Interest in Cummings reached its peak in the 1980s, especially in the years leading up to the 50th anniversary of Lorca’s death in 1986. During that period, Cummings was approached by a series of scholars, biographers, journalists, and filmmakers who wanted to talk with one of the last surviving people to have known Lorca personally. He usually enjoyed these encounters, but he had long ago said all that he wanted to say and ended up repeating the same stories and catchphrases to each visitor.
Writer Leslie Stainton was an MFA graduate student in Amherst, MA, when she became interested in Lorca’s life and work. At the time, Stainton was just beginning the research for what eventually became her biography of Lorca.1 She contacted Cummings in Woodstock and made her first visit there in July 1984. The two got along famously and conversed for hours.2
Stainton received a Fulbright fellowship to pursue her research in Spain and traveled there in late 1984. In Madrid, she arranged to meet with Irish historian Ian Gibson, a well-known Lorca expert. Gibson had just completed the first volume of his comprehensive Spanish-language biography of Lorca, which ended with Lorca’s arrival in New York in June 1929.3 Stainton gave Gibson Cummings’s address and phone number, launching a collegial relationship between the two men that continued for several years.
Gibson was hard at work on volume two of his biography when he began corresponding with Cummings in July 1985.4 He was also planning a trip to the United States, and decided to include a stop in Vermont to finalize his research for the Lake Eden section of his book.5
When Gibson told Mike Dibb, director of a BBC documentary about Lorca then in production, about his upcoming trip, Dibb suggested they include Cummings in the film. As a result, when Gibson and Cummings finally met in Woodstock in April 1986, their conversations about Lorca, Spain, and Lake Eden were captured on camera. The completed documentary, titled The Spirit of Lorca, was released later that year.6
In an August 1985 letter to Gibson, Cummings had hinted that he had something private to share when they met in person:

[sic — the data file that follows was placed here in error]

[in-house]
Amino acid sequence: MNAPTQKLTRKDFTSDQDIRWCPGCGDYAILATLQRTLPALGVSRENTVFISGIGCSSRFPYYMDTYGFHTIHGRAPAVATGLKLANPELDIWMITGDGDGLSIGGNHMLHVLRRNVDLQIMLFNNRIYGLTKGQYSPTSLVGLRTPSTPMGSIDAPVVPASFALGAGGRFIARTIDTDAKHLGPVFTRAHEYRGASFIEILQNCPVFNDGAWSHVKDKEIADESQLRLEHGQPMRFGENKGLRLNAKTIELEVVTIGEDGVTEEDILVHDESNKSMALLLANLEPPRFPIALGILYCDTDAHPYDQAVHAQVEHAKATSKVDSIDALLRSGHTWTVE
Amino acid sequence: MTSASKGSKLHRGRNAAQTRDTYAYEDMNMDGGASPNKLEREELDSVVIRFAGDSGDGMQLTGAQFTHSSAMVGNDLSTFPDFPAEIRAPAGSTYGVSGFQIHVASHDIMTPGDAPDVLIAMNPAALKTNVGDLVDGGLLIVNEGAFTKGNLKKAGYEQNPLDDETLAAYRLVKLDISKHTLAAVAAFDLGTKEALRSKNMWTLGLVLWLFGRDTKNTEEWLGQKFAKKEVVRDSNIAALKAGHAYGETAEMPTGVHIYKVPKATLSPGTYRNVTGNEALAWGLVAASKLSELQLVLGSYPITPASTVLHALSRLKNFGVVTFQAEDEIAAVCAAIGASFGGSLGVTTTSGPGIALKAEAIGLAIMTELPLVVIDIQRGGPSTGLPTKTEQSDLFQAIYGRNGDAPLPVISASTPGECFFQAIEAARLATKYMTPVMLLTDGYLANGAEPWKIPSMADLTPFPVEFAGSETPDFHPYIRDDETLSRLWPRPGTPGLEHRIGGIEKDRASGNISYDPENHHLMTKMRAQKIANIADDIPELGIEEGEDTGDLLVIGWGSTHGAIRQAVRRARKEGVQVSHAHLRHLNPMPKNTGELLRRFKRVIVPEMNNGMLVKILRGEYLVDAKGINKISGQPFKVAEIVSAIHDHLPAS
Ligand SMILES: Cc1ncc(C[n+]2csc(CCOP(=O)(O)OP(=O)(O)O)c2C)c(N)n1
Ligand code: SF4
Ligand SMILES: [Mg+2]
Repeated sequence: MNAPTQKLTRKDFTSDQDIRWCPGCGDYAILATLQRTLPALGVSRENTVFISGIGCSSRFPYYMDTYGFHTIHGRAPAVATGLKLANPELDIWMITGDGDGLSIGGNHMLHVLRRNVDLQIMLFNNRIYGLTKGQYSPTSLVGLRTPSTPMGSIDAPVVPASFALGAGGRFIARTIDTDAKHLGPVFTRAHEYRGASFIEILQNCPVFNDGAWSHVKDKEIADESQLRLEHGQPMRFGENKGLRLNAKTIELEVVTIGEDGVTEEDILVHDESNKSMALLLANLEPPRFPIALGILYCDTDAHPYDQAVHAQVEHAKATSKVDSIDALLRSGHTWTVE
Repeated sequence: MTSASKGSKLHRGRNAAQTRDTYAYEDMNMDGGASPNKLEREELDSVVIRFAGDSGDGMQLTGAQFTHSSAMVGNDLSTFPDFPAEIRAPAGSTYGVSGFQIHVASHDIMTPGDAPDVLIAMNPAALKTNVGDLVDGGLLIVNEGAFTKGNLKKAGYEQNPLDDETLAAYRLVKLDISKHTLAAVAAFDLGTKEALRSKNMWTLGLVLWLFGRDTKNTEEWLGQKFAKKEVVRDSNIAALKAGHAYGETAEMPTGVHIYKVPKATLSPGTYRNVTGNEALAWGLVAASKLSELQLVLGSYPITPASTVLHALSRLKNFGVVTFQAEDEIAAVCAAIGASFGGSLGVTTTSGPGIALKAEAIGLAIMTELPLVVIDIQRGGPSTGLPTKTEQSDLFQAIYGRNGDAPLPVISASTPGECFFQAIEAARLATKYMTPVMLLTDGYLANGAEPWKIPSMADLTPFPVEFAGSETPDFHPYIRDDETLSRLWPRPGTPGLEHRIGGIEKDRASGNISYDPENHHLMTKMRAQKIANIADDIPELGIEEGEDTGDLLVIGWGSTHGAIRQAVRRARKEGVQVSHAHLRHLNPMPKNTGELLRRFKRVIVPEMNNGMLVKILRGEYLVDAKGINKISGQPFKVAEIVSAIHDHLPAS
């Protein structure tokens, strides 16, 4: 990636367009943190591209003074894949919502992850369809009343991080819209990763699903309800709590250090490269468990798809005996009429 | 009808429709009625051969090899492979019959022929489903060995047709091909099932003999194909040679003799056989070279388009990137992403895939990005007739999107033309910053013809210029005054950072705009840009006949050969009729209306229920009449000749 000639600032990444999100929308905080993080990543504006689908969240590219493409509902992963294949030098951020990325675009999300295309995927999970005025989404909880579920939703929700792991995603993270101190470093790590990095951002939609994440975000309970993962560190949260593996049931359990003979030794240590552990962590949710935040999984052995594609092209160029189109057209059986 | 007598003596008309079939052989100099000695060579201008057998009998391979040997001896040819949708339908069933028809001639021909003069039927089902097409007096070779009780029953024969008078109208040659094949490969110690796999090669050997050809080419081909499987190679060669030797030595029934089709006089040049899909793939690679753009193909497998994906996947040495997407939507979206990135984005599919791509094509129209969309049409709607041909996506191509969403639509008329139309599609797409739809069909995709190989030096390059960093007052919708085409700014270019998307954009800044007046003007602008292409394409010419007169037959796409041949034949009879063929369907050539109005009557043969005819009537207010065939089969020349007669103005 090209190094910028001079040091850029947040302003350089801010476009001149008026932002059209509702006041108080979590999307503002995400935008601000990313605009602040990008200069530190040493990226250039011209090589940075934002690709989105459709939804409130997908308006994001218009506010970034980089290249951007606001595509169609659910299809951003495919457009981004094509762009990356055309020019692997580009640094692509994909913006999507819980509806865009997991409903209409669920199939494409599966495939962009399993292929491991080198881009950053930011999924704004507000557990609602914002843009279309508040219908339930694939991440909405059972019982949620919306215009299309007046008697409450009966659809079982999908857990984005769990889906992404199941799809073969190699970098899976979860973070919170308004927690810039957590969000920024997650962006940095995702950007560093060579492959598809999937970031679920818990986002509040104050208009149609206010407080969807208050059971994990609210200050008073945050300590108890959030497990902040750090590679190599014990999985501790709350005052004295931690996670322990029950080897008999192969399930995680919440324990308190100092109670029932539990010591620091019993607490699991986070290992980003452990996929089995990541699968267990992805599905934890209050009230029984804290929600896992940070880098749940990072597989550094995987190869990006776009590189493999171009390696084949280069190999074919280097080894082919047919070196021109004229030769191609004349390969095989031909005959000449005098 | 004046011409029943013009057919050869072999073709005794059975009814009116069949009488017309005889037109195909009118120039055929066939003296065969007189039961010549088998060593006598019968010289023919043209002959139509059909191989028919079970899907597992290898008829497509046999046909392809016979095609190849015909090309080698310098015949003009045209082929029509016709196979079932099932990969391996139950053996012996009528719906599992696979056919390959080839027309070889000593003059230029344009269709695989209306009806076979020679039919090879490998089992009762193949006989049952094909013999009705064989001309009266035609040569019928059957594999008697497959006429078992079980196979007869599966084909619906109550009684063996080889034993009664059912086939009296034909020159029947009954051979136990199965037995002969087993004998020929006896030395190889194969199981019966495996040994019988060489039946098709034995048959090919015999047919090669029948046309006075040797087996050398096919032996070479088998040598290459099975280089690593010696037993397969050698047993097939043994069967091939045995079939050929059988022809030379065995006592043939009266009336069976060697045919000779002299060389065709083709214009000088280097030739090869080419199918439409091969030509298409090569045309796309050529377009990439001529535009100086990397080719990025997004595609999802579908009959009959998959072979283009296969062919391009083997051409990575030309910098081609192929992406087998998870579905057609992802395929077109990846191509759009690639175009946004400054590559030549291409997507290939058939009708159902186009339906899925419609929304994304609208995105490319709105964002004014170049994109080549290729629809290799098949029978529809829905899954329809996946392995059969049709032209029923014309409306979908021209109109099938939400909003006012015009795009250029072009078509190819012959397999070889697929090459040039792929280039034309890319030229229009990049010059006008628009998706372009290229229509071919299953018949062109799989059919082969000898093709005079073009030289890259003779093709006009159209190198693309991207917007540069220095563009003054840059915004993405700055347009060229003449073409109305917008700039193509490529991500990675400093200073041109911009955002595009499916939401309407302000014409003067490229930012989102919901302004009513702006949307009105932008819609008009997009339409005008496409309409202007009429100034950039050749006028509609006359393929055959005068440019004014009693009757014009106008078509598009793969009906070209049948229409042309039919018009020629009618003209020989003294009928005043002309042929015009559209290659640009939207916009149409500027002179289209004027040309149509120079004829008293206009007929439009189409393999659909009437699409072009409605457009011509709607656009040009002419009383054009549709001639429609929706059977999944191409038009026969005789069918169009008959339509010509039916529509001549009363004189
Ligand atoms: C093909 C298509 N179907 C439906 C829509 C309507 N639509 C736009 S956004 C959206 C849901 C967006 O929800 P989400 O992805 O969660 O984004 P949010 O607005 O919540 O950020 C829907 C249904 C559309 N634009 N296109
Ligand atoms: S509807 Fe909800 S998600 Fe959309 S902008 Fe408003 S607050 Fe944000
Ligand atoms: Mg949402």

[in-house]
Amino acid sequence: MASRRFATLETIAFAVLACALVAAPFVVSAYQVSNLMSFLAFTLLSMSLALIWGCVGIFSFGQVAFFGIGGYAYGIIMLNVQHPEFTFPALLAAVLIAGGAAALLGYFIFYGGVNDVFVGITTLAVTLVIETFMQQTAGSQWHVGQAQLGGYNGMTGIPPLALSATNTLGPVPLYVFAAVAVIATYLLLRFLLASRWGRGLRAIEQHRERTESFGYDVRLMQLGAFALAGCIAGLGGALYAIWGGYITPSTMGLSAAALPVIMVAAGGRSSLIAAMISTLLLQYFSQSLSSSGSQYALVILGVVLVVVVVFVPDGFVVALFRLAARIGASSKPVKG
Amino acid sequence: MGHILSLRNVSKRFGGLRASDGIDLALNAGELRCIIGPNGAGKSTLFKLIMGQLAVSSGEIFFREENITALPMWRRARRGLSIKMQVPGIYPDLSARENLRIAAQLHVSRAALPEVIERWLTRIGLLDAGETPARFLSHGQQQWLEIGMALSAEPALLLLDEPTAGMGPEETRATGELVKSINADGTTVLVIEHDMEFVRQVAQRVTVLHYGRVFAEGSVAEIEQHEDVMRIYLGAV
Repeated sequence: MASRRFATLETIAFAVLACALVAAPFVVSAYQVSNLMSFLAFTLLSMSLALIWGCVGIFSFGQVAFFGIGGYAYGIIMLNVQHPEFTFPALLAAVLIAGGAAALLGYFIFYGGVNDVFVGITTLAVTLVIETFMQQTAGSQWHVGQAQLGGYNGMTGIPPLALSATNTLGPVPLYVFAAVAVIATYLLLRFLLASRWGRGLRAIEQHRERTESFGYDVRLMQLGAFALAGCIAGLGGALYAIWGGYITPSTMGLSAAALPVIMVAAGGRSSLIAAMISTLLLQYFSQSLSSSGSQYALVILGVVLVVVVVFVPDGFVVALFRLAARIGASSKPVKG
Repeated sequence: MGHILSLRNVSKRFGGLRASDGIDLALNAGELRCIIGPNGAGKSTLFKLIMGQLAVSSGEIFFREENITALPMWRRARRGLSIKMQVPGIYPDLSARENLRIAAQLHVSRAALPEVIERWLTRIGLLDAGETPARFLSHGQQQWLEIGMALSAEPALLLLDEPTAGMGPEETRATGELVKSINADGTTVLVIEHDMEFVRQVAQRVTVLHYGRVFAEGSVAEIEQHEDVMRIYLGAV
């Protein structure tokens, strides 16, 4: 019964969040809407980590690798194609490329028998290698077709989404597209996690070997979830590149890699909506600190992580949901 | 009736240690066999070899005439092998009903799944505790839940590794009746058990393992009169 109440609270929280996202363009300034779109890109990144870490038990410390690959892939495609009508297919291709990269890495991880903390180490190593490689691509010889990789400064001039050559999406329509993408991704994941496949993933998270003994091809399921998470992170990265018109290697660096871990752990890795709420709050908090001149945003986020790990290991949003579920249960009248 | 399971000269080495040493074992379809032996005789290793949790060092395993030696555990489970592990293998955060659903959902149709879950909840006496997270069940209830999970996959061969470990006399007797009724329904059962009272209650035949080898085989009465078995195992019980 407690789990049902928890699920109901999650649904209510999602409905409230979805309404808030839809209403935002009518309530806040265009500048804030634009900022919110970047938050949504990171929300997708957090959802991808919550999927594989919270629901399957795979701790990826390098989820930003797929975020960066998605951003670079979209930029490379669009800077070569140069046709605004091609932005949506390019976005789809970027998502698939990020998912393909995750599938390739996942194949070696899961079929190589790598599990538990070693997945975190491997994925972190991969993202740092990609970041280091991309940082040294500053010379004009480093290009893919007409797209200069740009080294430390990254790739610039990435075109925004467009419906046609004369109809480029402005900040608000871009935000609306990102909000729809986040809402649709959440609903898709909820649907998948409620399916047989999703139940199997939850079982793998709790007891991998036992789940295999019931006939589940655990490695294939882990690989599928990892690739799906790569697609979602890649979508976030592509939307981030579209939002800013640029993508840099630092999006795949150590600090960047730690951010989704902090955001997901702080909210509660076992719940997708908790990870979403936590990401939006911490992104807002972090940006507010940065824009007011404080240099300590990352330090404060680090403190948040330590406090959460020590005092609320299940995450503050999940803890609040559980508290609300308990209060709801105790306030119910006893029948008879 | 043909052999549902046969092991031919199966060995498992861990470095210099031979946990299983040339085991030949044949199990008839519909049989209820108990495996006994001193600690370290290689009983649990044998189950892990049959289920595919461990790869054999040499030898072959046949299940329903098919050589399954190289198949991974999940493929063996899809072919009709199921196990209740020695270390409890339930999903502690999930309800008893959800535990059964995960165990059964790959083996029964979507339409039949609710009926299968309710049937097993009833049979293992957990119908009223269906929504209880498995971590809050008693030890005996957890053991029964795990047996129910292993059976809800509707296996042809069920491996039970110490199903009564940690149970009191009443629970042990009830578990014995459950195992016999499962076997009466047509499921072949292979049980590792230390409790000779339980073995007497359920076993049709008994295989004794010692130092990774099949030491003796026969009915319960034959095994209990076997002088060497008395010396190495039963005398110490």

There are admittedly some things I cannot talk to Leslie Stainton about which I might discuss with you I believe.
But Gibson arrived just a little too late. In November 1985, Dionisio Cañas, a gay Spanish poet who was then teaching Spanish literature at Baruch College in New York, landed on Cummings’s doorstep. During a school break, Cañas had decided to visit the same places Lorca once visited in Vermont and the Catskills. When he got to Lake Eden, Cañas was amazed to find Cummings’s name in the local telephone book. He called Cummings on the spot and received reluctant permission to stop by his home in Woodstock.7
Cummings and Cañas connected immediately. Flattered by the Spaniard’s rapt attention and charmed by his dark eyes and quick smile, Cummings relaxed and let down his guard. In fluent Spanish, he spoke to Cañas with complete candor about his private life as a gay man and his sexual relationship with Lorca. When Cañas asked for permission to publish a summary of their conversation in a Spanish venue, he was surprised when Cummings agreed. Perhaps, with his wife no longer alive and his own health precarious, Cummings finally decided he had nothing to lose from these disclosures—especially in a publication that his neighbors were never likely to see.8
1 Leslie Stainton, Lorca: A Dream of Life (New York: Farrar, Strauss and Giroux, 1999).
2 Leslie Stainton, telephone conversation with the author, March 2011.
3 Ian Gibson, Federico García Lorca, Vol. 1: De Fuente Vaqueros a Nueva York (1898-1929) (Barcelona: Ediciones Grijalbo, 1985).
4 Ian Gibson, correspondence with Philip Cummings, 1985-1988. Ian Gibson Papers, Centro de Estudios Lorquianos, Fuente Vaqueros, Spain.
5 Ian Gibson, FGL, Vol. 2: De Nueva York a Fuente Grande (Barcelona: Ediciones Grijalbo, 1987). For the English version of the Vermont section, see: Ian Gibson, Federico García Lorca: A Life (New York: Pantheon Books, 1989), 259-264.
6 The Spirit of Lorca, dir. Mike Dibb (Film Media Group, 1986.) https://www.youtube.com/watch?v=0aTfloPLJs0
7 Dionisio Cañas, in discussion with the author, November 2010.
8 Dionisio Cañas, “El amigo no identificado de Lorca en América.” El País, 22 December 1985. Cañas has written several additional articles about Lorca and Cummings for Spanish literary journals and newspapers, most recently “Aquella relación olvidada de Lorca con su novio americano,” El Mundo, 13 August 2011, UVE supplement, 1-2.
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